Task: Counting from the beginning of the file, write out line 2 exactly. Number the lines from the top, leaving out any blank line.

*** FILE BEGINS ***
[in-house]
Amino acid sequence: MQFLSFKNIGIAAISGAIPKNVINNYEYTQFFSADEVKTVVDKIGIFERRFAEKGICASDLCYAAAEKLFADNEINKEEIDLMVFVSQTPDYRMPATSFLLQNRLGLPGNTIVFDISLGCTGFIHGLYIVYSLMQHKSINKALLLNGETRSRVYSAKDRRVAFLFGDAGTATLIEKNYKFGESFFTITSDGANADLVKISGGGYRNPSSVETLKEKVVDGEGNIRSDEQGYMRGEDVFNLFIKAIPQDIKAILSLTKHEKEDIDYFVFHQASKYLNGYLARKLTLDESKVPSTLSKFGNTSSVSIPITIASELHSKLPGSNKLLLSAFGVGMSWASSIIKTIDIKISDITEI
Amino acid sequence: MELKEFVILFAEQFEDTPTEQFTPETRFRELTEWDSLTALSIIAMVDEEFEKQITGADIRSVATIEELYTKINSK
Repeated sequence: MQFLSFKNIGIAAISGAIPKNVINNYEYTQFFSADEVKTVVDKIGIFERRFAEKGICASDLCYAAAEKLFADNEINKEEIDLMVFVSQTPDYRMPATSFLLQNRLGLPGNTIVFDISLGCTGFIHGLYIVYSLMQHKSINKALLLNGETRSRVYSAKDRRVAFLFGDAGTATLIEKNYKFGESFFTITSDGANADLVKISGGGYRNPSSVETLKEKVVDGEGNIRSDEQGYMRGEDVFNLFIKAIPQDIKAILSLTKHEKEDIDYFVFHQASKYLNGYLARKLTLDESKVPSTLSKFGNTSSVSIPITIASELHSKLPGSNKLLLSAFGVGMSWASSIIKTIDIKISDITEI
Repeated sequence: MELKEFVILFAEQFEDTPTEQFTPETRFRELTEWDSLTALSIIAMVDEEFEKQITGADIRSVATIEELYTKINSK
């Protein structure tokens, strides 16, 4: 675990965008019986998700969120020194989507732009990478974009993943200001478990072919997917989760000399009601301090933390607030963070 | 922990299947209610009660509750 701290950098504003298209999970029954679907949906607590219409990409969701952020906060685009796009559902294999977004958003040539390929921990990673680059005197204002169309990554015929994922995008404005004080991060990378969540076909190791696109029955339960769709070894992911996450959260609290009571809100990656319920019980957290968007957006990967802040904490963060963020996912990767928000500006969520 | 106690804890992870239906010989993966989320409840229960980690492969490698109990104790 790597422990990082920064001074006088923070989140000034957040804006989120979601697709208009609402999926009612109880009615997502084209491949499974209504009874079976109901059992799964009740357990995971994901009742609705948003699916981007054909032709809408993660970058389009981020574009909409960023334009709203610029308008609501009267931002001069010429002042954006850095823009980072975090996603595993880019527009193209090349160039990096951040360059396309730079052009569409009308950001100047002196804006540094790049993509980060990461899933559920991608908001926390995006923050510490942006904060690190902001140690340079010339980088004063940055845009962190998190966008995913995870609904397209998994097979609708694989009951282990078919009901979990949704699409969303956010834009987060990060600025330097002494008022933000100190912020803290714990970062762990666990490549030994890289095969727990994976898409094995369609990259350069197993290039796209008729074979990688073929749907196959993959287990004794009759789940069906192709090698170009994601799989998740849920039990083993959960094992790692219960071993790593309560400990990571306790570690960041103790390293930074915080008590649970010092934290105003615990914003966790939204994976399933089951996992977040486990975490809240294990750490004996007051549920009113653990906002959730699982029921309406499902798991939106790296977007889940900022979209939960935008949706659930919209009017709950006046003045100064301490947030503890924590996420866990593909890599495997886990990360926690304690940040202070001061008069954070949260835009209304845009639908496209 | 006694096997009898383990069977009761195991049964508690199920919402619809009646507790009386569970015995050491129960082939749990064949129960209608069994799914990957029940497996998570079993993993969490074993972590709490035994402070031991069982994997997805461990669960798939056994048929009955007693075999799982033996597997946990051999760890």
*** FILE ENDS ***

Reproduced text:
Amino acid sequence: MQFLSFKNIGIAAISGAIPKNVINNYEYTQFFSADEVKTVVDKIGIFERRFAEKGICASDLCYAAAEKLFADNEINKEEIDLMVFVSQTPDYRMPATSFLLQNRLGLPGNTIVFDISLGCTGFIHGLYIVYSLMQHKSINKALLLNGETRSRVYSAKDRRVAFLFGDAGTATLIEKNYKFGESFFTITSDGANADLVKISGGGYRNPSSVETLKEKVVDGEGNIRSDEQGYMRGEDVFNLFIKAIPQDIKAILSLTKHEKEDIDYFVFHQASKYLNGYLARKLTLDESKVPSTLSKFGNTSSVSIPITIASELHSKLPGSNKLLLSAFGVGMSWASSIIKTIDIKISDITEI